Levees: an important and visible issue in next ICOLD 2025 congress in Chengdu (China)

Last week during the ICOLD General Assembly in Gothenburg, the questions for the next ICOLD Congress in 2025 in Chengdu (China) were voted. You can see the wording of the four questions, including sub-questions in the following pictures; levees have a large place and great visibility. This is a great success for ICOLD TC LE and EUCOLD LFD WG. We will be able to share levee related knowledge within all ICOLD, not only within our TC and WG.

You can now prepare yourselves to submit levees related papers. For those of you who are not familiar with ICOLD Congresses, the process is not the same as a typical conference. Papers are not submitted by authors directly to ICOLD, but through national committees. Each national committee has its own selection process before sending them to ICOLD where they are then automatically accepted, as long as the national committee does not exceeds its quota. So get in touch with your national committee to know the details for submitting an abstract / a paper.
Some comments about the questions and sub-questions:
Q1 : this question does not explicitly include levees, but nonetheess levees are definitely to consider when dealing with climate change in terms of river floods and coastal inundations. I think that anyway in Q1.2 it is possible to include levees. Maybe also Q1.5 as I know about some projects of having solar panels on levees, or close to them.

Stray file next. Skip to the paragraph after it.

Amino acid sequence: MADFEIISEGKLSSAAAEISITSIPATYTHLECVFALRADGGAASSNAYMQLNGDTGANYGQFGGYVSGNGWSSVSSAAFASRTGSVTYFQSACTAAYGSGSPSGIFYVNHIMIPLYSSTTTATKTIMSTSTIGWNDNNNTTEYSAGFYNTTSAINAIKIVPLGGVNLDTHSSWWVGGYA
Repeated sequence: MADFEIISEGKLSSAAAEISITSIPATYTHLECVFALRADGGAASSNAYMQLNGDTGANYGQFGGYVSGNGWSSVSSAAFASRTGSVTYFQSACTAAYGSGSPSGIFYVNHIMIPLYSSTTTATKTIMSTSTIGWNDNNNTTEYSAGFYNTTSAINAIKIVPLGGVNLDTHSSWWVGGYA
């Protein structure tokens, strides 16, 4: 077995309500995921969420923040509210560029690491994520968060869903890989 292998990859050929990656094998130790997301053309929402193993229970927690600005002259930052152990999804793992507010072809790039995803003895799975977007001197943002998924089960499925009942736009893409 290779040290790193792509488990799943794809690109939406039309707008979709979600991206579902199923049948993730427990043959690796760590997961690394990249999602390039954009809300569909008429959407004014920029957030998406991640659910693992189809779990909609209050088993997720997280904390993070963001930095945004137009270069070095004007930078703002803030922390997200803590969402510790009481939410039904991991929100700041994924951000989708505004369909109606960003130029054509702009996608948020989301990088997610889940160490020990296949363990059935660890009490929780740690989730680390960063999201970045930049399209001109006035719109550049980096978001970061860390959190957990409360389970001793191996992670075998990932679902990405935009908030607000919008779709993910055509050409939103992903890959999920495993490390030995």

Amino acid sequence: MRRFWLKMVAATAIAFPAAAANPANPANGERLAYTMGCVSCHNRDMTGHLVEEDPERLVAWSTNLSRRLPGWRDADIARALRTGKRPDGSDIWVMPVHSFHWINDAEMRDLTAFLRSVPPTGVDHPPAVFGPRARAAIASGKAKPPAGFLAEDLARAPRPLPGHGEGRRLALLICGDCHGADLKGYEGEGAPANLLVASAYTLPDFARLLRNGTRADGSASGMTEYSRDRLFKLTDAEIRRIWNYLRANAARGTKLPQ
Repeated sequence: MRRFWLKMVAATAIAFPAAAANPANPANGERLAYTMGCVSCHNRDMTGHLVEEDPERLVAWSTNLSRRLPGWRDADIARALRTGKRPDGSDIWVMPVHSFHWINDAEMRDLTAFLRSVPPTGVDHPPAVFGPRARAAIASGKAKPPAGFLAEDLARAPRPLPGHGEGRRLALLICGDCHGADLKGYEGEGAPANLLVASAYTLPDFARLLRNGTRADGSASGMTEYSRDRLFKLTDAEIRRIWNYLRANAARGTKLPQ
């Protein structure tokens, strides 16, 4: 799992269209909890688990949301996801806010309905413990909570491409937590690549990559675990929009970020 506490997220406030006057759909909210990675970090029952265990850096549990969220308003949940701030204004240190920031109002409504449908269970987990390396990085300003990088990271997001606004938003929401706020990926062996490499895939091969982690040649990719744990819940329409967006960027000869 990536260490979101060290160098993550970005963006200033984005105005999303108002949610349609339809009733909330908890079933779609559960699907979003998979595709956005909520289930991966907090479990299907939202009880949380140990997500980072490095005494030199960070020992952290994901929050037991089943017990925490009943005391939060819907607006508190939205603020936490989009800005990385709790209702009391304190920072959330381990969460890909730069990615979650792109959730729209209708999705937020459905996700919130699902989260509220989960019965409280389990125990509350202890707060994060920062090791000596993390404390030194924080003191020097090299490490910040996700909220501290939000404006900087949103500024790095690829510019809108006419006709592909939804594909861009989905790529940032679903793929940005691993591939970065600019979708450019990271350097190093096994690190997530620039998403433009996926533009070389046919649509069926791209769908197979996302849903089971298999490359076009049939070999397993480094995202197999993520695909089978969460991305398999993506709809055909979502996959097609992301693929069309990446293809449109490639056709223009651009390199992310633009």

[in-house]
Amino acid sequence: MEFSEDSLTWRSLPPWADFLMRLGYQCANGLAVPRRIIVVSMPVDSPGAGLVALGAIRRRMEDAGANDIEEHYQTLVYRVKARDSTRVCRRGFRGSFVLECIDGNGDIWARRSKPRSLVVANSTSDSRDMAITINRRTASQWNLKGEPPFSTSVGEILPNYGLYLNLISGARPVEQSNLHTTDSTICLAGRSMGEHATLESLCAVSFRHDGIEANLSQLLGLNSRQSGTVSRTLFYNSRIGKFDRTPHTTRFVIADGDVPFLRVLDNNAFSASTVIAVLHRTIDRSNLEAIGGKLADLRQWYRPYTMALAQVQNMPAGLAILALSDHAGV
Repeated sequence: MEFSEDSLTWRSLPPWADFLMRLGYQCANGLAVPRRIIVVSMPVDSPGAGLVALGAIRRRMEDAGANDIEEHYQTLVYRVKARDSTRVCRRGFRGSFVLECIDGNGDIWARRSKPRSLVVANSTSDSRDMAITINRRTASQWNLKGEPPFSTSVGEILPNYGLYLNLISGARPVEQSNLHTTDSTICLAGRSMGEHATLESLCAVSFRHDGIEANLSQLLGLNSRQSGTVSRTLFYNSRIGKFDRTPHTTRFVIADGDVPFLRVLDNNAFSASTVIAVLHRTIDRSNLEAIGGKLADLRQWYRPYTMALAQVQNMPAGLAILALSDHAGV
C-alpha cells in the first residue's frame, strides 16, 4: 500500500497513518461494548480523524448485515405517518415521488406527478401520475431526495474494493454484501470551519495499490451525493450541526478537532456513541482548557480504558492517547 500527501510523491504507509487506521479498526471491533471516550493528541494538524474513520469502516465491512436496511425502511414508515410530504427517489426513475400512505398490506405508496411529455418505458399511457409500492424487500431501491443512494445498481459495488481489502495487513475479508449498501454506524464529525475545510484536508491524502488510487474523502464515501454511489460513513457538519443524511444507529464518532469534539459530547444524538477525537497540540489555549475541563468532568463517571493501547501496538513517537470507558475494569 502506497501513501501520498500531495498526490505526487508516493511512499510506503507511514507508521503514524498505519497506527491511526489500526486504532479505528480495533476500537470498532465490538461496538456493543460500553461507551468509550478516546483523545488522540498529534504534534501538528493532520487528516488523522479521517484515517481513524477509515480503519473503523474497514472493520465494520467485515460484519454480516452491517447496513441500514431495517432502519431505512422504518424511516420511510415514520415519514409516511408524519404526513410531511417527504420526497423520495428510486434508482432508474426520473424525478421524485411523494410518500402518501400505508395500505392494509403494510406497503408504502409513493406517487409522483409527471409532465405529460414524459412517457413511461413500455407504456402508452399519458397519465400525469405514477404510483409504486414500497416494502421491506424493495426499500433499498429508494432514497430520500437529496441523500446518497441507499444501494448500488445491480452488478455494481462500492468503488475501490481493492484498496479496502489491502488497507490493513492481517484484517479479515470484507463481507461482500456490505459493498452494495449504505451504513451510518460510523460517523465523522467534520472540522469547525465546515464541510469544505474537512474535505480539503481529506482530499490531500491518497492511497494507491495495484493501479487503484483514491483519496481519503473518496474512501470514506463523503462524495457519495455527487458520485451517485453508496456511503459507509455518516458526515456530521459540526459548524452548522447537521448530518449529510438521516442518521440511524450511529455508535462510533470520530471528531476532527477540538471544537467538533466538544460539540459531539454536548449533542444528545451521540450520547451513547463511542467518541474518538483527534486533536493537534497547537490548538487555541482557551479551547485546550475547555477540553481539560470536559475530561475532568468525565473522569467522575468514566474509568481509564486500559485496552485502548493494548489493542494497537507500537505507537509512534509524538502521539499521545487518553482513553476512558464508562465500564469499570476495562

Q2 : levees are explicitly in the title of the question, great success there, although it is a little surprising that then there is a Q1.3 with “special case of small dams and levees”.
Q3 : levees are also explicitly in the title of the question, and they are not singled out from the dams, so even a bigger success
Q4 : levees are not mentioned in this question title, but they are in subquestion Q4.2. There may not be many case studies to present there, although the few known cases are probably very interesting to learn from. I had a discussion in Gothenburtg with Martin Weyland (chair of TC on “seismic aspects of dams design”) and he told me that one of the most catastrophic failures after an earthquake followed by a flood was on a levee. This case, as maybe others, is very interesting to learn from.

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